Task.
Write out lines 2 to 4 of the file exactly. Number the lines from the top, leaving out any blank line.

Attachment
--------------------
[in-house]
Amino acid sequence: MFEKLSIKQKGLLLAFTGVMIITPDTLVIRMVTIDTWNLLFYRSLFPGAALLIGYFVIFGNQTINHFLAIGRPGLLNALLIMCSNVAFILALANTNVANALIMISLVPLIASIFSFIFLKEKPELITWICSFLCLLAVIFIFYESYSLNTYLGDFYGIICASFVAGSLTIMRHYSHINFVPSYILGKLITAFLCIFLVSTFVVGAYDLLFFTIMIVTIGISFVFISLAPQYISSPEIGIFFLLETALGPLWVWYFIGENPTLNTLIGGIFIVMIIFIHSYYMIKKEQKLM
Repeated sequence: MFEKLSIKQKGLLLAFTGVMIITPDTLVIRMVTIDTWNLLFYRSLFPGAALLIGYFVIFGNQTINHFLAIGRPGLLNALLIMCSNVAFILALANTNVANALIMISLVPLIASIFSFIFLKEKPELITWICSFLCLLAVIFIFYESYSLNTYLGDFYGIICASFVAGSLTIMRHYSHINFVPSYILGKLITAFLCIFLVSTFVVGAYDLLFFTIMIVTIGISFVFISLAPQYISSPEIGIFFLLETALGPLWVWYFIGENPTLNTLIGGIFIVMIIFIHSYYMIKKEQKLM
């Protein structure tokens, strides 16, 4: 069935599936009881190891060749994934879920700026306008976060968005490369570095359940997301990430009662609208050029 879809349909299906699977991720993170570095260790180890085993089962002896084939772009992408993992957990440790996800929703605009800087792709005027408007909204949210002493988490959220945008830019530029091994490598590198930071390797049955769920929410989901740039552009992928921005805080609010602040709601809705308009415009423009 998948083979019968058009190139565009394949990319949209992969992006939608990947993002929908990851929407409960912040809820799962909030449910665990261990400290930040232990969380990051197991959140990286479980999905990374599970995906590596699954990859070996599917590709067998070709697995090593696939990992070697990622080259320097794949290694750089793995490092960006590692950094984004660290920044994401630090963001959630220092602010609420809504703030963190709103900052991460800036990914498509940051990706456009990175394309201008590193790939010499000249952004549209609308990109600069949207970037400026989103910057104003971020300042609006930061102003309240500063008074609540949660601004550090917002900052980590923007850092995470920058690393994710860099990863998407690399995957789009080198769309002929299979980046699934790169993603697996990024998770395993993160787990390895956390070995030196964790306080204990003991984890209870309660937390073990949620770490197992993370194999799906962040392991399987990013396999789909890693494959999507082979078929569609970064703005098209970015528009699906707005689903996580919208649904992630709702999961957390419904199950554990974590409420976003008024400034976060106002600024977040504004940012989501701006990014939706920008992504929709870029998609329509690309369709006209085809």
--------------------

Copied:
Amino acid sequence: MFEKLSIKQKGLLLAFTGVMIITPDTLVIRMVTIDTWNLLFYRSLFPGAALLIGYFVIFGNQTINHFLAIGRPGLLNALLIMCSNVAFILALANTNVANALIMISLVPLIASIFSFIFLKEKPELITWICSFLCLLAVIFIFYESYSLNTYLGDFYGIICASFVAGSLTIMRHYSHINFVPSYILGKLITAFLCIFLVSTFVVGAYDLLFFTIMIVTIGISFVFISLAPQYISSPEIGIFFLLETALGPLWVWYFIGENPTLNTLIGGIFIVMIIFIHSYYMIKKEQKLM
Repeated sequence: MFEKLSIKQKGLLLAFTGVMIITPDTLVIRMVTIDTWNLLFYRSLFPGAALLIGYFVIFGNQTINHFLAIGRPGLLNALLIMCSNVAFILALANTNVANALIMISLVPLIASIFSFIFLKEKPELITWICSFLCLLAVIFIFYESYSLNTYLGDFYGIICASFVAGSLTIMRHYSHINFVPSYILGKLITAFLCIFLVSTFVVGAYDLLFFTIMIVTIGISFVFISLAPQYISSPEIGIFFLLETALGPLWVWYFIGENPTLNTLIGGIFIVMIIFIHSYYMIKKEQKLM
């Protein structure tokens, strides 16, 4: 069935599936009881190891060749994934879920700026306008976060968005490369570095359940997301990430009662609208050029 879809349909299906699977991720993170570095260790180890085993089962002896084939772009992408993992957990440790996800929703605009800087792709005027408007909204949210002493988490959220945008830019530029091994490598590198930071390797049955769920929410989901740039552009992928921005805080609010602040709601809705308009415009423009 998948083979019968058009190139565009394949990319949209992969992006939608990947993002929908990851929407409960912040809820799962909030449910665990261990400290930040232990969380990051197991959140990286479980999905990374599970995906590596699954990859070996599917590709067998070709697995090593696939990992070697990622080259320097794949290694750089793995490092960006590692950094984004660290920044994401630090963001959630220092602010609420809504703030963190709103900052991460800036990914498509940051990706456009990175394309201008590193790939010499000249952004549209609308990109600069949207970037400026989103910057104003971020300042609006930061102003309240500063008074609540949660601004550090917002900052980590923007850092995470920058690393994710860099990863998407690399995957789009080198769309002929299979980046699934790169993603697996990024998770395993993160787990390895956390070995030196964790306080204990003991984890209870309660937390073990949620770490197992993370194999799906962040392991399987990013396999789909890693494959999507082979078929569609970064703005098209970015528009699906707005689903996580919208649904992630709702999961957390419904199950554990974590409420976003008024400034976060106002600024977040504004940012989501701006990014939706920008992504929709870029998609329509690309369709006209085809």